Slow Cooker

Stewed pork meatballs and escarole with crisped shiitakes

August 10, 2010
3 Ratings
  • Serves 6-8
Author Notes

This recipe is an adaptation of a recipe for Lion’s Head Meatballs from Pei Mei’s Chinese cookbook. Pei Mei was an amazing female chef in Taiwan in the 1970s and my mom learned to cook many dishes using this book. My mom has passed on her set of Pei Mei’s cookbooks, which are now out of print, to me. The original version of this recipe is the most authentic Chinese dish I make. It has my dad’s seal of approval for not only how to make it, but also the taste and texture of the final product. I’ve modified the standard by using escarole instead of napa cabbage and adding the water chestnuts and shiitakes for texture. However, I didn’t mess with the technique. It is old school and makes me feel like I’m following the traditions of centuries of Chinese cooking. You might ask “why stir in only one direction?” or “why throw it back into the bowl?”…I don’t know. But I do know that it is clearly the technique that makes these meatballs amazingly light and tender. This is home-style Chinese cooking. I hope you enjoy it. - monkeymom —monkeymom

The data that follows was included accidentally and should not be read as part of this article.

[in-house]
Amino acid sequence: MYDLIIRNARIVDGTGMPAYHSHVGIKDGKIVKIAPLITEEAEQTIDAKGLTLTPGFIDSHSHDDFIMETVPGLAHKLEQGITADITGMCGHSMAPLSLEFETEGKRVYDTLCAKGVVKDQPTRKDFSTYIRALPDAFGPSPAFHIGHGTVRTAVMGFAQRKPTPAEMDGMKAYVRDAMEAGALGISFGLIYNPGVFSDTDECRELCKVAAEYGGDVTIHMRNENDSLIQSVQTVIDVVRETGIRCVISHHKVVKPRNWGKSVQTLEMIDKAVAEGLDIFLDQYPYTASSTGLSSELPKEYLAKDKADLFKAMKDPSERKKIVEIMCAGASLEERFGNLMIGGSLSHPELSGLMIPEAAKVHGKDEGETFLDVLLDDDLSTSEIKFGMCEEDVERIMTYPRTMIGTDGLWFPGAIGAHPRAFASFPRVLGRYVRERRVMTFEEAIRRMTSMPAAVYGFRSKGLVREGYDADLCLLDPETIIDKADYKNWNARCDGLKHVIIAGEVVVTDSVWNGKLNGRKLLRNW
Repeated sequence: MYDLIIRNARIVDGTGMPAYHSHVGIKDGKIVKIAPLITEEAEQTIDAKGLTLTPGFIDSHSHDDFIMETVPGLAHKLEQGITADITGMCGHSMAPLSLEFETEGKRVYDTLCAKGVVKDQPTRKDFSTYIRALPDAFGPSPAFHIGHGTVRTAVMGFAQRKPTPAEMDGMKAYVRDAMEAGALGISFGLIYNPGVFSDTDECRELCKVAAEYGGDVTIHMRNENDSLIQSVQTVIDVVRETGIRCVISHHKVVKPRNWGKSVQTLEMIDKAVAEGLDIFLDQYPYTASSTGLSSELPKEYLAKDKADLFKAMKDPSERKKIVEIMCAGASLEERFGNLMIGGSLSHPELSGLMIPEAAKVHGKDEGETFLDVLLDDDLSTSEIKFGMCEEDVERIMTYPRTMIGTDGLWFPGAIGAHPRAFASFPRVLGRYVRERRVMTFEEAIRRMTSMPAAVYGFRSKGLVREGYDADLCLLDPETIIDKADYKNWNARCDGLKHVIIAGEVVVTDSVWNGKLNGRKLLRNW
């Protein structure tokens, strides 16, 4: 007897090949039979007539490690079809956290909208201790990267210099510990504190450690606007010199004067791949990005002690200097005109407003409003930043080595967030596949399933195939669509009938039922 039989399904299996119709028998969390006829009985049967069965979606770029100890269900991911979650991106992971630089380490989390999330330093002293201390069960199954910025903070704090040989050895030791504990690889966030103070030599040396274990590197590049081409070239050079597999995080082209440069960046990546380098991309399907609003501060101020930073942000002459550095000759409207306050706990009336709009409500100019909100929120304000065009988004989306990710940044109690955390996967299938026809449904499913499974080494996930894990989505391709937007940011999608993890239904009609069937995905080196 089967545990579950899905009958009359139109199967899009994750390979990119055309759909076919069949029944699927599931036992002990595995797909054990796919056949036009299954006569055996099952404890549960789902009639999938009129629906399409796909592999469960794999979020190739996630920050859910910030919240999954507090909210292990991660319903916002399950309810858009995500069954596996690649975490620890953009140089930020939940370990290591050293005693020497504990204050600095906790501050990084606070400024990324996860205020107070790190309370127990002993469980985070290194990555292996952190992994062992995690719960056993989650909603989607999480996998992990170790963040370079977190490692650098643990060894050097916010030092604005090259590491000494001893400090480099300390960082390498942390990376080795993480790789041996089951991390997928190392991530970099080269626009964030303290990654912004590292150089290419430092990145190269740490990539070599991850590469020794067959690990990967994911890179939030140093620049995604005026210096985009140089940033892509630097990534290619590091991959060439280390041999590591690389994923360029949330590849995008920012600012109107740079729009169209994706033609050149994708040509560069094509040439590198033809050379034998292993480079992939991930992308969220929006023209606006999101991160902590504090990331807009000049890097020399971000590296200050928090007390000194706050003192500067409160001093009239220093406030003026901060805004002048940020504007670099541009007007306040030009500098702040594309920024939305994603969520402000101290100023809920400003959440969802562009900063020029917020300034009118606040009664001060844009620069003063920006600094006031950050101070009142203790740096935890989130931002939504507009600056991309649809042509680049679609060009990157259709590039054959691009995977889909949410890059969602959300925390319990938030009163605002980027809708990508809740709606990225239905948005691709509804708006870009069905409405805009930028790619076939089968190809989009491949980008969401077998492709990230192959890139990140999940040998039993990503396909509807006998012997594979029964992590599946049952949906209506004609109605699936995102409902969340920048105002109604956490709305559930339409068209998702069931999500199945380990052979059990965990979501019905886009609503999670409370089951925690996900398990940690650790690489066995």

Test Kitchen Notes

Monkeymom’s recipe was easy to follow and a breeze to make. The meat really does absorb all of that water and become sticky after throwing it into the bowl for a few minutes. It was delicious, with meatballs that were light in texture and a broth that had amazing flavor. The water chestnuts were a nice touch, adding a bit of crunch to meatballs, and so were the salty crisped shiitakes. I’d use a light broth in this, one that was made with just some bones in water, and I wouldn’t season it with soy sauce, as it might overpower the subtle flavors of the broth. My daughter, who works in the restaurant of her Chinese friend Xian’s family, loved it and said that it was just the sort of thing Xian’s mother might make. - SallyCan —The Editors

What You'll Need
  • ½ cup water
  • 3 slices of ginger
  • 1 green onion/scallion
  • 2 lbs ground pork
  • 2 eggs
  • 2 Tbsp rice wine or dry sherry
  • 2 tsp salt
  • 3 Tbsp cornstarch
  • ¼ tsp white pepper
  • 1/3 cup of water chestnuts, diced finely but not minced
  • 1 large head of escarole, well rinsed
  • 1/4-1/3 cups vegetable oil
  • cornstarch
  • 4 cups of chicken stock
  • 4 oz shiitake mushrooms thinly sliced
  • 1 Tbsp vegetable oil
  • salt, pepper, and soy sauce
  1. Place ginger and scallion in ½ cup of water. Bruise with a pestle or spoon. The water should become slightly green and smell like ginger. Remove outer leaves from escarole heads. Lay them on the bottom of a large dutch oven or heavy pot.
  2. Add eggs, wine, salt, cornstarch, pepper, water chestnuts, and ginger/scallion water (reserve the ginger and scallion) to pork in a large bowl. Stir with your fingers in one direction (never reverse the direction). Once it has become a uniform consistency, take the meat in one hand and throw it back into the bowl. Repeat this for 2-3 minutes. The meat mixture will be sticky.